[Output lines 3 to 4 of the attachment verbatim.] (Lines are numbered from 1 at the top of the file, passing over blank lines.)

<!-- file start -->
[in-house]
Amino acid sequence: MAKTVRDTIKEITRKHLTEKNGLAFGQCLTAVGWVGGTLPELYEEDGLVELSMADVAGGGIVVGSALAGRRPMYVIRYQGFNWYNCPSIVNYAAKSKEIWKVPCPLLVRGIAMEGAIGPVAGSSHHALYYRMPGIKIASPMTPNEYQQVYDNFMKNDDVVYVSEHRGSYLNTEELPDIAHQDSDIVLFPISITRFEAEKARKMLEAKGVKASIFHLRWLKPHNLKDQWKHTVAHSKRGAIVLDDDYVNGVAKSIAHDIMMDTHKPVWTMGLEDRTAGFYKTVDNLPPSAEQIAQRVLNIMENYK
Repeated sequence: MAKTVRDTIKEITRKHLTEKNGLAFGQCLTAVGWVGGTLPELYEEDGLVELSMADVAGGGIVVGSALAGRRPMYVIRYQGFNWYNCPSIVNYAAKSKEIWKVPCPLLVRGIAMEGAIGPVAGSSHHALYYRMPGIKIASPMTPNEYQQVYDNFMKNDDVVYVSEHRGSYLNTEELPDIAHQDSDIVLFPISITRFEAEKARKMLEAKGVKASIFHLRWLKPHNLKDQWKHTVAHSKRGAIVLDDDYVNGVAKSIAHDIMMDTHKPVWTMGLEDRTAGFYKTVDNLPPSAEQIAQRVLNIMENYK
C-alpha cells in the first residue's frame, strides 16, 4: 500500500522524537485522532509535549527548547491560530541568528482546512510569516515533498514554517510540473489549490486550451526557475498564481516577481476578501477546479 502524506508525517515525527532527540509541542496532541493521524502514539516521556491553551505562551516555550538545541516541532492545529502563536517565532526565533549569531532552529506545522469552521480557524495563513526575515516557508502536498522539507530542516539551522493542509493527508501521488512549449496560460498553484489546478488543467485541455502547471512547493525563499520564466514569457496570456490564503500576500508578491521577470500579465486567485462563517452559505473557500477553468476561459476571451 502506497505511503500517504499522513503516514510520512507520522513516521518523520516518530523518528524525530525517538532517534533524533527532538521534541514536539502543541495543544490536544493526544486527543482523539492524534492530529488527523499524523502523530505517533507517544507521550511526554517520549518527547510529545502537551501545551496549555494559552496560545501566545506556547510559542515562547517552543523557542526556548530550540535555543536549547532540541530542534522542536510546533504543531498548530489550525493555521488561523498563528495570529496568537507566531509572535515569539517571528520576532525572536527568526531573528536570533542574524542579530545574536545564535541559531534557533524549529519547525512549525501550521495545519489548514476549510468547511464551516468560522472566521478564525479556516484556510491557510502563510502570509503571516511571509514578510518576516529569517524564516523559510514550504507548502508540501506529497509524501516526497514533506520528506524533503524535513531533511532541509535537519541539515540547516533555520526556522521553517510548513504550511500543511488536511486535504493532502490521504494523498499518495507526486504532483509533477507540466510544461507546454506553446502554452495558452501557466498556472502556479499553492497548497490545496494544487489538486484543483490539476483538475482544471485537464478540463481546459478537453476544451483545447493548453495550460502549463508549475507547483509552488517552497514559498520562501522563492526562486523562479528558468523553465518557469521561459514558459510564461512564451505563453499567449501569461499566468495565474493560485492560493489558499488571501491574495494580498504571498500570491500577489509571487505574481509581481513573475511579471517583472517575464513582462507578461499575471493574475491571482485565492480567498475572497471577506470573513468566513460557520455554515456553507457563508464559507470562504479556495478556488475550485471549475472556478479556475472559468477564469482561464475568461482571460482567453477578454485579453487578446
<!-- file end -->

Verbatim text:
Repeated sequence: MAKTVRDTIKEITRKHLTEKNGLAFGQCLTAVGWVGGTLPELYEEDGLVELSMADVAGGGIVVGSALAGRRPMYVIRYQGFNWYNCPSIVNYAAKSKEIWKVPCPLLVRGIAMEGAIGPVAGSSHHALYYRMPGIKIASPMTPNEYQQVYDNFMKNDDVVYVSEHRGSYLNTEELPDIAHQDSDIVLFPISITRFEAEKARKMLEAKGVKASIFHLRWLKPHNLKDQWKHTVAHSKRGAIVLDDDYVNGVAKSIAHDIMMDTHKPVWTMGLEDRTAGFYKTVDNLPPSAEQIAQRVLNIMENYK
C-alpha cells in the first residue's frame, strides 16, 4: 500500500522524537485522532509535549527548547491560530541568528482546512510569516515533498514554517510540473489549490486550451526557475498564481516577481476578501477546479 502524506508525517515525527532527540509541542496532541493521524502514539516521556491553551505562551516555550538545541516541532492545529502563536517565532526565533549569531532552529506545522469552521480557524495563513526575515516557508502536498522539507530542516539551522493542509493527508501521488512549449496560460498553484489546478488543467485541455502547471512547493525563499520564466514569457496570456490564503500576500508578491521577470500579465486567485462563517452559505473557500477553468476561459476571451 502506497505511503500517504499522513503516514510520512507520522513516521518523520516518530523518528524525530525517538532517534533524533527532538521534541514536539502543541495543544490536544493526544486527543482523539492524534492530529488527523499524523502523530505517533507517544507521550511526554517520549518527547510529545502537551501545551496549555494559552496560545501566545506556547510559542515562547517552543523557542526556548530550540535555543536549547532540541530542534522542536510546533504543531498548530489550525493555521488561523498563528495570529496568537507566531509572535515569539517571528520576532525572536527568526531573528536570533542574524542579530545574536545564535541559531534557533524549529519547525512549525501550521495545519489548514476549510468547511464551516468560522472566521478564525479556516484556510491557510502563510502570509503571516511571509514578510518576516529569517524564516523559510514550504507548502508540501506529497509524501516526497514533506520528506524533503524535513531533511532541509535537519541539515540547516533555520526556522521553517510548513504550511500543511488536511486535504493532502490521504494523498499518495507526486504532483509533477507540466510544461507546454506553446502554452495558452501557466498556472502556479499553492497548497490545496494544487489538486484543483490539476483538475482544471485537464478540463481546459478537453476544451483545447493548453495550460502549463508549475507547483509552488517552497514559498520562501522563492526562486523562479528558468523553465518557469521561459514558459510564461512564451505563453499567449501569461499566468495565474493560485492560493489558499488571501491574495494580498504571498500570491500577489509571487505574481509581481513573475511579471517583472517575464513582462507578461499575471493574475491571482485565492480567498475572497471577506470573513468566513460557520455554515456553507457563508464559507470562504479556495478556488475550485471549475472556478479556475472559468477564469482561464475568461482571460482567453477578454485579453487578446